Stuart H. James |  Historian

Stuart H. James is a graduate of Hobart College where he received a BA degree in Biology and Chemistry in 1962. He received his MT(ASCP) in Medical Technology from St. Mary’s Hospital in Tucson, Arizona in 1963. Graduate courses completed at Elmira College include Homicide Investigation, Bloodstain Pattern Analysis and Forensic Microscopy. He has completed more than 400 hours of continuing education and training in Death Investigation and Bloodstain Pattern Analysis. A former Crime Laboratory supervisor in Binghamton, New York, he has been a private consultant since 1981.

Mr. James has instructed in Forensic Science at the State University of New York and Broome Community College in Binghamton, New York. Additionally, he has lectured on the subjects of Bloodstain Pattern Analysis and Forensic Science throughout the country and abroad including  the Tampa, Florida Police Academy, the Southern Police Institute at the University of Louisville in Kentucky, the Oakland County Sheriff’s Dept. in Pontiac, Michigan, the Nova Southeastern University Law School in Fort Lauderdale, Florida , the University of Miami Law School in Coral Gables, Florida, the University of Washington in  Seattle, Washington, Suffolk University in Boston, Massachusetts,  the Henry C. Lee Institute at the University of New Haven in West Haven, Connecticut, the Centre of Forensic Sciences in Toronto, Canada, the Politie LSOP Institute for Criminal Investigation and Crime Science in Zutphen, The Netherlands, the University of Newcastle upon Tyne, the London Metropolitan Police in the United Kingdom and the Western Australian Police in Perth, Australia.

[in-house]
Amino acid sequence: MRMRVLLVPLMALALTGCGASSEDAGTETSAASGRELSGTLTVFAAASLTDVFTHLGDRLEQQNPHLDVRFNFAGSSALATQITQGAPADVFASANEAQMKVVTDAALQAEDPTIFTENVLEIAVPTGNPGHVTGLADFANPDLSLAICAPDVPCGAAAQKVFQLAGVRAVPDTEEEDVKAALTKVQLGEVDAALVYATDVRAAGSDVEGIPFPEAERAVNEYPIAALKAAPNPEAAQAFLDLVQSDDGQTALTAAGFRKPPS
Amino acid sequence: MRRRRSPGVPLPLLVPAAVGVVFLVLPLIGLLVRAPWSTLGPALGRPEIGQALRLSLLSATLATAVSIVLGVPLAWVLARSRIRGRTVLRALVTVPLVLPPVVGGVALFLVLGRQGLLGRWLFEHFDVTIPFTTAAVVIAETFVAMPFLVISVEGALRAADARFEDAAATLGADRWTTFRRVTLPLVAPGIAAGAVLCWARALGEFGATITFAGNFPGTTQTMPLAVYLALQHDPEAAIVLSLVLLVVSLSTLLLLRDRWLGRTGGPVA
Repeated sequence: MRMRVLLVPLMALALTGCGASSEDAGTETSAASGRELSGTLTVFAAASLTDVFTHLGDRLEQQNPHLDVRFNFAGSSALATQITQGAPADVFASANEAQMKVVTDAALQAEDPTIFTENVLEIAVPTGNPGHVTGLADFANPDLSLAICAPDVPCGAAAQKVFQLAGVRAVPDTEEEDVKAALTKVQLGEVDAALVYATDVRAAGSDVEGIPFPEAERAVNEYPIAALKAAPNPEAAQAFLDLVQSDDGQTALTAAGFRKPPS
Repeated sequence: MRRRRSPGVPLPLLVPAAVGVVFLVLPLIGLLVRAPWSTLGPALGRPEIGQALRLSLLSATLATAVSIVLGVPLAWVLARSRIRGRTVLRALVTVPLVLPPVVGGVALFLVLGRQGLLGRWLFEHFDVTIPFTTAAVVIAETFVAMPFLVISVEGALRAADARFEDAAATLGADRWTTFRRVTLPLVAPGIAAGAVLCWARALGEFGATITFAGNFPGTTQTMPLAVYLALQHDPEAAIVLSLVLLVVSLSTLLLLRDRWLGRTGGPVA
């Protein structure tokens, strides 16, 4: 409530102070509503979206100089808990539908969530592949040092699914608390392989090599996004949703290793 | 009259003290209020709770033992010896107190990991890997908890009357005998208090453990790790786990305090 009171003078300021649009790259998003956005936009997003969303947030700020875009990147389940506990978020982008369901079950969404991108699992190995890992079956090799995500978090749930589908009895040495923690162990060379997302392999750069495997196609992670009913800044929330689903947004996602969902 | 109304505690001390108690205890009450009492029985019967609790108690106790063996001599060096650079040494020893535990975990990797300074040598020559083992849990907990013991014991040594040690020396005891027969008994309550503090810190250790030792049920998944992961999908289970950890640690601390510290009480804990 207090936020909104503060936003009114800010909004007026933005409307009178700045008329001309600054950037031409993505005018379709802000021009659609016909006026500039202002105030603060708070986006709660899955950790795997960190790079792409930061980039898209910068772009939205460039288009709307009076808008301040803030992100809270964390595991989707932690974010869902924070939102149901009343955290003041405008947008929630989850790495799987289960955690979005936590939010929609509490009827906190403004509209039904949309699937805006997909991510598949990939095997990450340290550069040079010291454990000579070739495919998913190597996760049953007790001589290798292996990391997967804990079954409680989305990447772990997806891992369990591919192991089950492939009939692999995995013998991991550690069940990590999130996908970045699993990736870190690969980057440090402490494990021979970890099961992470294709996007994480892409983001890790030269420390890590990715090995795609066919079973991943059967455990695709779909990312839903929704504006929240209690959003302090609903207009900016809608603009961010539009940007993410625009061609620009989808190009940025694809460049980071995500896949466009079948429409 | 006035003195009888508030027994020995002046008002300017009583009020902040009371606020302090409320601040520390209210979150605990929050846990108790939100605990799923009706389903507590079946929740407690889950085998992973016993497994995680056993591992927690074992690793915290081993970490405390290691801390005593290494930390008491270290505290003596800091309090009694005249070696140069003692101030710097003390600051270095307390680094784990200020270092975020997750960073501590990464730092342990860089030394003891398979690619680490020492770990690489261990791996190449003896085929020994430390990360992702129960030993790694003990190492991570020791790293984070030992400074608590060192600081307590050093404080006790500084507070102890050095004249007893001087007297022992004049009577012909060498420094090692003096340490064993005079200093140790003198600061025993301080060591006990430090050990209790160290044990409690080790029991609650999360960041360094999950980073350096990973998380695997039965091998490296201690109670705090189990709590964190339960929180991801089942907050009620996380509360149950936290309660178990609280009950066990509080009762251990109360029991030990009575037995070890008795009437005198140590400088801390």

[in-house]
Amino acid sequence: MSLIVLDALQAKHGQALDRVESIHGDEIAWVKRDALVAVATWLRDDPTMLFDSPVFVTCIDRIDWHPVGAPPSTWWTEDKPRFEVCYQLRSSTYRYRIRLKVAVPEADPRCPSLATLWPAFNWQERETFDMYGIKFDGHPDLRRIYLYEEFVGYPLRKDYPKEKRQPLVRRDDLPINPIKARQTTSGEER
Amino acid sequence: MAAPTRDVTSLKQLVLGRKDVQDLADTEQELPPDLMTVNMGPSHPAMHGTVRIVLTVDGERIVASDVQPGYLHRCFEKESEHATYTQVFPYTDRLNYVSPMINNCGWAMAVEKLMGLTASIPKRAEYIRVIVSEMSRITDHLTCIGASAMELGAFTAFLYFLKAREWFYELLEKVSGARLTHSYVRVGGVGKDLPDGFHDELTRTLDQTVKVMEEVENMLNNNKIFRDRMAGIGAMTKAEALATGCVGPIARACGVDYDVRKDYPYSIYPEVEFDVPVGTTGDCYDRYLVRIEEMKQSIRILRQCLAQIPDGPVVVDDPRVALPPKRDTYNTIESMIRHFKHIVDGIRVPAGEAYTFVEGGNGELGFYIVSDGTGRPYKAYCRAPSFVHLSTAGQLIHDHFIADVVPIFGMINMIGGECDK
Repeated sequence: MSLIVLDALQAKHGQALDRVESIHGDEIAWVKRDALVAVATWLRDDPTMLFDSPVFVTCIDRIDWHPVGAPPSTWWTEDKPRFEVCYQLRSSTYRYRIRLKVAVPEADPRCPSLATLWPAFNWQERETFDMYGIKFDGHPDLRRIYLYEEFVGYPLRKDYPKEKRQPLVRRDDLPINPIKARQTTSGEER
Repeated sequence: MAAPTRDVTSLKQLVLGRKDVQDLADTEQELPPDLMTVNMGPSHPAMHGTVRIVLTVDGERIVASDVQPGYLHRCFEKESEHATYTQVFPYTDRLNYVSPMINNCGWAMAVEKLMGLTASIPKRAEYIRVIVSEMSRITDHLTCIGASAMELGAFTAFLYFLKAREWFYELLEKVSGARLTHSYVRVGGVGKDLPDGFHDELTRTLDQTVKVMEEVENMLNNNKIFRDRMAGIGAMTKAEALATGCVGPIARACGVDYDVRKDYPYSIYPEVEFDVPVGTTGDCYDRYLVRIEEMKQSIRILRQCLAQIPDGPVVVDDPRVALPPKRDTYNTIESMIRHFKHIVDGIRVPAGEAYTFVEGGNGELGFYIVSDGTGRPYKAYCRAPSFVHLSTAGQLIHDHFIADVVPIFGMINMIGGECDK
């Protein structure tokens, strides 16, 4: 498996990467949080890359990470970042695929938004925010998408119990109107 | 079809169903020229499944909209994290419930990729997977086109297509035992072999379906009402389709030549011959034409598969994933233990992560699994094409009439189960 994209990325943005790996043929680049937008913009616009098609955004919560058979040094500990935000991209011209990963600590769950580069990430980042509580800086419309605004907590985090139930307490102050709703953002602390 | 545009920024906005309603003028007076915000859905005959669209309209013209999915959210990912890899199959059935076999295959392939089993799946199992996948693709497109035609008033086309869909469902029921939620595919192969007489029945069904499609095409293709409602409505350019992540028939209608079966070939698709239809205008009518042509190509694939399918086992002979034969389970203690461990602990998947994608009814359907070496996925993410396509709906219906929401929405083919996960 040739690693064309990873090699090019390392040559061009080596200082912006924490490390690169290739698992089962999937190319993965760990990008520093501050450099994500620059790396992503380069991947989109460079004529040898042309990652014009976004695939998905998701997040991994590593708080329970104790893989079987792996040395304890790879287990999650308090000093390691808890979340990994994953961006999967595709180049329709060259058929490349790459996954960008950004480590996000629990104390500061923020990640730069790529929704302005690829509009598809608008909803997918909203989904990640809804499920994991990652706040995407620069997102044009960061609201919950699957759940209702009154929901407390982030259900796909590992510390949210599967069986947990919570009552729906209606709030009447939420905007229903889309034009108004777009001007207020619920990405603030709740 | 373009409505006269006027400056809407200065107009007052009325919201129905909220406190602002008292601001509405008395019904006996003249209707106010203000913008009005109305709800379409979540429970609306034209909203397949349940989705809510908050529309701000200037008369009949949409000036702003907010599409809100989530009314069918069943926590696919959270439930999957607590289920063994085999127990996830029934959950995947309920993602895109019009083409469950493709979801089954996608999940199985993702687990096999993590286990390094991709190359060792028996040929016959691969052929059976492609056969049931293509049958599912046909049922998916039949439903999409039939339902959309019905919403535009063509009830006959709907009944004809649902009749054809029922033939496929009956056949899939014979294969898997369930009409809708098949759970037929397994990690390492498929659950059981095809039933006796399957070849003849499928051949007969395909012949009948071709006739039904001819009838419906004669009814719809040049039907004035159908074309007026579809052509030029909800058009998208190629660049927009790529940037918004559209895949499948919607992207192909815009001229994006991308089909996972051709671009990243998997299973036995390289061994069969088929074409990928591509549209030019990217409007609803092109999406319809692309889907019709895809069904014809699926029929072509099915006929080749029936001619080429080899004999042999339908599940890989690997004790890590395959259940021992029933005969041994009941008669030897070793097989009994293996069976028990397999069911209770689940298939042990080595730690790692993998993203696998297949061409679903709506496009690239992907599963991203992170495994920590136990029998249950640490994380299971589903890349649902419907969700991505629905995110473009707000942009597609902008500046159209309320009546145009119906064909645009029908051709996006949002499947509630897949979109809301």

He has been consulted on homicide cases in 47 States and the District of Columbia as well as in Australia, Canada, Germany, The Netherlands, Puerto Rico, South Korea and the US Virgin Islands and has provided expert testimony in many of these jurisdictions in state, federal and military courts.

Mr. James is a co-author of the text entitled, Interpretation of Bloodstain Evidence at Crime Scenes and has contributed to other forensic texts including Introduction to Forensic Science, Practical Fire and Arson Investigation and the Practical Methodology of Forensic Photography. He is also a co-author of the revised Second Edition of Interpretation of Bloodstain Evidence at Crime Scenes and the Editor of Scientific and Legal Applications of Bloodstain Pattern Interpretation both of which were published in 1998. He is a co-editor with Jon J. Nordby of the text entitled Forensic Science – An Introduction to Scientific and Investigative Techniques first published in 2002 with the third edition published in 2009.  He is also a co-author with Paul Kish and T. Paulette Sutton of the text entitled Principles of Bloodstain Pattern Analysis – Theory and Practice published in 2005. Mr. James is a fellow in the American Academy of Forensic Sciences and a distinguished member of the International Association of Bloodstain Pattern Analysts (IABPA) and Historian as well as the current editor of the quarterly Journal of Bloodstain Pattern Analysis.